On the pros side, the Belarusian president will get a serious reputational uplift from his visit to the EaP summit. For the first time in two decades, he gets a chance to come to the EU capital and take an equal seat at the table with key European leaders. Belarusian diplomats will do their best to arrange as many bilateral meetings as possible.
Lukashenka will likely present himself triumphant—a leader who managed to break out from Western isolation, sacrificing no power domestically and imposing his pragmatism upon relations with the EU.
Brussels will also act as a prestigious forum for Belarusian president to reiterate his Helsinki-2 initiative. The idea is to gather USA, EU, China and Russia to discuss a new world order, preferably—in Minsk. In addition, Lukashenka will not miss an opportunity to remind all in attendance of his role in facilitating negotiations on Ukraine.
The potential and ceiling of engagement
A limited and relatively superficial agenda remains the fundamental problem of the EU-Belarus thaw in relations. For now, progress after Brussels seems feasible in terms of visa facilitation talks and the launch of negotiations for a Partnership and Cooperation Agreement, which will create a legal basis for cooperation between Belarus and the EU.
The Belarusian Foreign Affairs Ministry has complained often lately about the lack of a modern legal basis for developing relations with the EU. Ironically, Lukashenka made his first, and so far only, visit to Brussels in 1995 to sign the first Framework Agreement. The EU suspended its ratification after the Belarusian referendum of 1996, which consolidated authoritarian rule in the country. Lukashenka’s new visit to Brussel seems the perfect occasion to kick off new talks on this issue.
Visa facilitation will hardly be achieved by simply visiting Brussels. The talks have been stuck in bureaucracy for several years now. At the same time, a loud and joint reiteration of both Belarusian and EU political will to conclude talks on a new visa regime may speed up the process.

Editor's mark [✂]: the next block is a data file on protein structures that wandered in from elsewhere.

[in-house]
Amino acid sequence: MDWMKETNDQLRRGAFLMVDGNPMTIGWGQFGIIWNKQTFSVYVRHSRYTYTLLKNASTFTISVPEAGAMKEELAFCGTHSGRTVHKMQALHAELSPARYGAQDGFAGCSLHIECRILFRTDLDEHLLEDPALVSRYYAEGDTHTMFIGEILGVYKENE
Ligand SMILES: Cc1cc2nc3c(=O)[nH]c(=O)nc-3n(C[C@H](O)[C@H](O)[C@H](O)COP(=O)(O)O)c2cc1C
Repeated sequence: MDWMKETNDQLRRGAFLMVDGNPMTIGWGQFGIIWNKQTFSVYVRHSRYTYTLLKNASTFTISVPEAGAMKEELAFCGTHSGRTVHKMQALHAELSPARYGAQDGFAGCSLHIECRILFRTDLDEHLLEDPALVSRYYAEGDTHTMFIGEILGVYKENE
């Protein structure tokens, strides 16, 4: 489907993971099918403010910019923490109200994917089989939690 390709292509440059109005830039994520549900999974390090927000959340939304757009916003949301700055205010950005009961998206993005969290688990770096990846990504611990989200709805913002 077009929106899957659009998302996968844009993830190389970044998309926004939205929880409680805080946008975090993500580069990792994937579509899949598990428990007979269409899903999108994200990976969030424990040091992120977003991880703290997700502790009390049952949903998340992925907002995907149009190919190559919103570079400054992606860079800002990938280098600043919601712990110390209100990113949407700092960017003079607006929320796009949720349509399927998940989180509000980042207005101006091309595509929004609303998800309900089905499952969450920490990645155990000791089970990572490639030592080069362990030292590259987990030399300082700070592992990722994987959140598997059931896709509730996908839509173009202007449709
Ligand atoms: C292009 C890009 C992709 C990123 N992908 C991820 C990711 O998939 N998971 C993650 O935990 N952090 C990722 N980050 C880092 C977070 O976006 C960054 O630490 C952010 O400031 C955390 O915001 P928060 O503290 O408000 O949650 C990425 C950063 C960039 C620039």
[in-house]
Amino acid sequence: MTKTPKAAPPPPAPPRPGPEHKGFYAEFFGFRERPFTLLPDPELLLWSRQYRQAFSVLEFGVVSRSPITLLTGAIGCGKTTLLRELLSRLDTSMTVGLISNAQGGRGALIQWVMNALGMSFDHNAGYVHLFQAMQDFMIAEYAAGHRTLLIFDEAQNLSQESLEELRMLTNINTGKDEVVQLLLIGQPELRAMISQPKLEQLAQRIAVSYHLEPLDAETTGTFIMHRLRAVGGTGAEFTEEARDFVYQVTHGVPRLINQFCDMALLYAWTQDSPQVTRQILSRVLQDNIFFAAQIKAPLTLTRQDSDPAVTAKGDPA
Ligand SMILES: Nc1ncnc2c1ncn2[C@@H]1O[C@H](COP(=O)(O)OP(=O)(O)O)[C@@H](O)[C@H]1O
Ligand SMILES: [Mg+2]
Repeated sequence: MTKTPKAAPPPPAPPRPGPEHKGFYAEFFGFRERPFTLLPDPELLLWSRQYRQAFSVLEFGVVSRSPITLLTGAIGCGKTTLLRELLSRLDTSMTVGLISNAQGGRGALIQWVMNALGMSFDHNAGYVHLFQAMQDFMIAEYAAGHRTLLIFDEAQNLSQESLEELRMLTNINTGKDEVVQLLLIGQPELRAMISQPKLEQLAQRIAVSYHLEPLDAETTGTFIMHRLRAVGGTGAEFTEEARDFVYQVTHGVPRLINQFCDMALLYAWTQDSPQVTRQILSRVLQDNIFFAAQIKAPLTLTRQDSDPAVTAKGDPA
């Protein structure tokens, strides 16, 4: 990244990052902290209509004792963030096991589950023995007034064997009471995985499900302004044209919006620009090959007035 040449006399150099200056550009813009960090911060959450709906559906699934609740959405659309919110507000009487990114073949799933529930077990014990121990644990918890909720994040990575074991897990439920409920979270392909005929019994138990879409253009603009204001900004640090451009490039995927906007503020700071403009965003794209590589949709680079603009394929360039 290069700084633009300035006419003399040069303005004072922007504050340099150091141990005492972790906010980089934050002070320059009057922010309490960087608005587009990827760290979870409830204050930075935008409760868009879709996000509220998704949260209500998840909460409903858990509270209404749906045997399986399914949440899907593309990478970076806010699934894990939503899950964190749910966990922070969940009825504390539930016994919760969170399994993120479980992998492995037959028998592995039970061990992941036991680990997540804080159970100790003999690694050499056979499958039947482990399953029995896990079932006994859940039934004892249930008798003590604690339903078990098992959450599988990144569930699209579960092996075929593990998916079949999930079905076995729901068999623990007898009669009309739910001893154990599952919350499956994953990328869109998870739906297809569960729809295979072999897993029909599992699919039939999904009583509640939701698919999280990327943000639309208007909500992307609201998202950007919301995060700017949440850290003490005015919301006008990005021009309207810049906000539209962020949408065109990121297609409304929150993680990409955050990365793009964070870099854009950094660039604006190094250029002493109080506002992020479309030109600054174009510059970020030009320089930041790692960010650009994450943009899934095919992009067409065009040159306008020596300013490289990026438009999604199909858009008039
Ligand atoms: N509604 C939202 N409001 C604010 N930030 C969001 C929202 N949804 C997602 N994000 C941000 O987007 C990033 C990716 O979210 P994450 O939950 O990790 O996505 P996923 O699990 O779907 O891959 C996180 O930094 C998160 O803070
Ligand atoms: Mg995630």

Apart from this, the Belarusian diplomatic breakthrough will remain purely diplomatic. Naturally, this can contribute to a steady improvement of the country’s image abroad, but this slow process will hardly lead to a tangible breakthrough in relations.
The origins of the ceiling to engagement go well beyond the usual stumbling block—Belarusian authoritarianism. For example, the dynamics of EU–Belarus trade follow oil prices and not political developments. Refined Russian oil constitutes up to 70 per cent of Belarusian exports to the EU and Minsk has done little to change this trade structure. The share of trade with EU in terms of Belarus’s overall trade balance is just 23 per cent (January–August 2017). The figure was above 26 per cent even in 2014, a year before Minsk and Brussels began to normalise their ties.
Foreign investments—two thirds of which come from Russia and offshore territories—have been shrinking since 2014. They also depend on the existing business climate within the country, rather than upon symbolic victories on the diplomatic front.
Even public opinion in Belarus has not responded to the thaw in relations. Among EaP nations, Belarusians are the least positively disposed citizens towards the EU—35 per cent (EU Neighbours survey, April 2016). Less than 15 per cent of Belarusians chose the EU over Russia as an integration option in a spring 2017 poll conducted by Belarusian Analytical Workshop, a Belarusian think tank registered in Warsaw. This figure has remained below 20 per cent since 2014, the year massive anti-Western propaganda efforts began in the Russian media. They still keep informational dominance in Belarus with no countermeasures from its government.
The limits of the Minsk-Brussels dialogue and its effectiveness depend on political and economic homework that Belarusian authorities remain reluctant to do. Diplomatic achievements pave a good road for a palpable progress in relations, but they cannot replace it.